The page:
How often do you hold courses and where can readers sign up?

There is a live-fire component in my SXRV class, but it is a small component of the course and it is quite demanding. Basically, if a student can’t shoot a 280/300 or higher score on a police qualification course, his shooting is not up to the level where my training will be of use to him. An IDPA shooter qualified at Sharpshooter level or above, or an IPSC high C-class shooter would be the competitive equivalent if that makes more sense to you. This is advanced material for advanced tactical/police shooters or motivated defensive civilian shooters.

Do you have a single training location or would you travel to a group of students?

I should make it clear that I don’t make my living through training, it’s something I do to give back to the tactical LE community. I am no longer an active law enforcement officer.  I am a full time ER doc, and I only conduct training when there is a large enough group of qualified personnel to take the course, and when I can find time to leave my job to conduct a class. Typically, I need a minimum of 15 people to hold a class, but I have taught groups as small as 5 and as large as 180.

Listen, guys…Many of you have heard Massad Ayoob (or from someone who has taken a course from him) talk about shooting a charging attacker in the hip/pelvis area. Broken hip means he can’t even stand…much less run further toward you. Where to you think he got it from? That’s right, from Dr. Williams. What about Ayoob telling us to be able to not only the heart but the cluster of arteries above it. Yep, Dr. Williams again.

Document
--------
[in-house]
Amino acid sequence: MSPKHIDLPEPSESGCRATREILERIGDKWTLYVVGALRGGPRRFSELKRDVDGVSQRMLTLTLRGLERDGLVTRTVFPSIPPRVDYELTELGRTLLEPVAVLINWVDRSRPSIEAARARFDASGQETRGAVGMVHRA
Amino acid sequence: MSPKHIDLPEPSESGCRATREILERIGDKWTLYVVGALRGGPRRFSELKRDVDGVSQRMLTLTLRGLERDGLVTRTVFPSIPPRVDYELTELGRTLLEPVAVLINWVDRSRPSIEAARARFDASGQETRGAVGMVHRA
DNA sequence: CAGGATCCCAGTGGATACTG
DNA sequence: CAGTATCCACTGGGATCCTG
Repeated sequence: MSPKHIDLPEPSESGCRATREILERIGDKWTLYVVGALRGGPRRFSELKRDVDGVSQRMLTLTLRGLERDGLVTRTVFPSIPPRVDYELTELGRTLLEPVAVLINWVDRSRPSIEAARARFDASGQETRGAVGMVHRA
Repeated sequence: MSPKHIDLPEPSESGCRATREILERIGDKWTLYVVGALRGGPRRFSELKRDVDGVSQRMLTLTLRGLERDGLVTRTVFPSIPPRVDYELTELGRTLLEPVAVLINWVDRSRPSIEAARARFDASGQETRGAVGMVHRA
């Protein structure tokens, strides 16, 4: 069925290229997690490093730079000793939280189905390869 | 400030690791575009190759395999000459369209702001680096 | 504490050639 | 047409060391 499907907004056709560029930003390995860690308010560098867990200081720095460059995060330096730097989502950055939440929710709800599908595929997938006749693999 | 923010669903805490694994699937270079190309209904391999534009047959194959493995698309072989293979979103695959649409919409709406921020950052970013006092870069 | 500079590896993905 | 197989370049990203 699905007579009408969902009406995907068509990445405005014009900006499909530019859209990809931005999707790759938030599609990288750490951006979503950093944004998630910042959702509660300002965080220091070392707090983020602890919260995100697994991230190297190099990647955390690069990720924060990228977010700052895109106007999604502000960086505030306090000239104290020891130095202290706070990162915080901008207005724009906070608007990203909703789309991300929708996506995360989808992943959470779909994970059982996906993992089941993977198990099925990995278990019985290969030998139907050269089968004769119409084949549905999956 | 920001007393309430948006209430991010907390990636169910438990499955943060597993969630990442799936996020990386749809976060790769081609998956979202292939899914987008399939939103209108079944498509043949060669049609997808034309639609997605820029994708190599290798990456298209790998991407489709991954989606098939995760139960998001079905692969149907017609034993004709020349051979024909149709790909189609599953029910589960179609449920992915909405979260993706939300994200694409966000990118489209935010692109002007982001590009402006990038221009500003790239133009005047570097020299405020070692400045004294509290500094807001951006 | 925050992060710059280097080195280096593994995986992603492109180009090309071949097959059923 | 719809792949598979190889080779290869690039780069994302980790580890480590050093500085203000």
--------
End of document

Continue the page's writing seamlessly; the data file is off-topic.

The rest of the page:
It only makes sense to look at defensive targets from an anatomical perspective. We do that when hunting so, why is self-defense any different? It’s really not. The information you can get from Dr. Williams is, in my opinion, priceless to the self-defense student and trainer alike. This is the stuff that can save your life. Just knowing what you’re trying to hit will tell you more about where to shoot in order to quickly incapacitate an attacker.

There are a lot of uneducated small time trainers out there. I’ve been told everything from, “I don’t worry about accuracy. I want to put as many holes in the torso as possible so the attacker goes down”, to “put a round in the diaphragm because if he can’t breathe he can’t fight”. All of it is wrong in major ways. Sure, enough rounds and an attacker will go down. You’re also open to lawsuits because you swiss cheesed someone’s son or parent. Having the correct information to target the correct bodily structures in order to incapacitate an attacker faster is essential to any training. You’ve heard, “shoot until the attack is stopped”. Well, knowing where to hit is necessary in order to do this in a timely manner. I cannot recommend following Tactical Anatomy Systems enough. Whether you are military, law enforcement, or just the average civilian sheepdog this is one set of information you can’t do without.